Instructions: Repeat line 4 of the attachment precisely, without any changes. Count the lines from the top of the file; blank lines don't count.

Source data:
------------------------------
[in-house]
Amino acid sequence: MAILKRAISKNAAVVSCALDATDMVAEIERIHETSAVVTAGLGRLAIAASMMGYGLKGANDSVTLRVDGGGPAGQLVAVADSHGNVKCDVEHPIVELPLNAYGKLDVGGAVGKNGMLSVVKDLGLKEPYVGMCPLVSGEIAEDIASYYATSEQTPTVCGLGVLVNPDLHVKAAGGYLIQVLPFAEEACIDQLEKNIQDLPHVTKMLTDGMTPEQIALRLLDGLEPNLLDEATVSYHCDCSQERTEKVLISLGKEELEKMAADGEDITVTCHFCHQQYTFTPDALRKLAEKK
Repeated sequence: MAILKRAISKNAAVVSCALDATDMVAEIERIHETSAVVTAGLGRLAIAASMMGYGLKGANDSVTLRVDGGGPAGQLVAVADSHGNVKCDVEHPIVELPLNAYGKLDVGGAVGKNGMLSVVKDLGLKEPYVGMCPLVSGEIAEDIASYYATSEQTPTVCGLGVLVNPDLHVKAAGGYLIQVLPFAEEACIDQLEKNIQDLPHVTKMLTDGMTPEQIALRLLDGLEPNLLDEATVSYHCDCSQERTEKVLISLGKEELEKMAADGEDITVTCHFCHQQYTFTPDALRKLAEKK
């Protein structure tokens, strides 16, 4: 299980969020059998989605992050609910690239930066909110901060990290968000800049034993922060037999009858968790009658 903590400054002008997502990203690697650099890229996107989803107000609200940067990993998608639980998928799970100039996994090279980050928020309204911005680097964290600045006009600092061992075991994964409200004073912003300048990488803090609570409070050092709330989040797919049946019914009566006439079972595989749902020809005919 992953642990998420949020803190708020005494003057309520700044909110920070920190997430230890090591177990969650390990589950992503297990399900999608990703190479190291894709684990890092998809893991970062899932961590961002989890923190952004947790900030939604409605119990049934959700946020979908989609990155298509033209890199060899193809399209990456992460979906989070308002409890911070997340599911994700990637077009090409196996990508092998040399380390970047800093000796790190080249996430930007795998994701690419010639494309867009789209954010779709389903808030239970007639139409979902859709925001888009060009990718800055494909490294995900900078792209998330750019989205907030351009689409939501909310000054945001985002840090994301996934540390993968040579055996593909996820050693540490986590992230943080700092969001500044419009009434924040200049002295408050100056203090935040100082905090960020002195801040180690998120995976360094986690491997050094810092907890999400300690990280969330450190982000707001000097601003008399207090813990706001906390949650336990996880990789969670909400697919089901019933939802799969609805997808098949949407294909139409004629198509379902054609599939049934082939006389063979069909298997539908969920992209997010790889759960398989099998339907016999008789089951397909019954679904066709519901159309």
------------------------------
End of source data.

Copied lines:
């Protein structure tokens, strides 16, 4: 299980969020059998989605992050609910690239930066909110901060990290968000800049034993922060037999009858968790009658 903590400054002008997502990203690697650099890229996107989803107000609200940067990993998608639980998928799970100039996994090279980050928020309204911005680097964290600045006009600092061992075991994964409200004073912003300048990488803090609570409070050092709330989040797919049946019914009566006439079972595989749902020809005919 992953642990998420949020803190708020005494003057309520700044909110920070920190997430230890090591177990969650390990589950992503297990399900999608990703190479190291894709684990890092998809893991970062899932961590961002989890923190952004947790900030939604409605119990049934959700946020979908989609990155298509033209890199060899193809399209990456992460979906989070308002409890911070997340599911994700990637077009090409196996990508092998040399380390970047800093000796790190080249996430930007795998994701690419010639494309867009789209954010779709389903808030239970007639139409979902859709925001888009060009990718800055494909490294995900900078792209998330750019989205907030351009689409939501909310000054945001985002840090994301996934540390993968040579055996593909996820050693540490986590992230943080700092969001500044419009009434924040200049002295408050100056203090935040100082905090960020002195801040180690998120995976360094986690491997050094810092907890999400300690990280969330450190982000707001000097601003008399207090813990706001906390949650336990996880990789969670909400697919089901019933939802799969609805997808098949949407294909139409004629198509379902054609599939049934082939006389063979069909298997539908969920992209997010790889759960398989099998339907016999008789089951397909019954679904066709519901159309």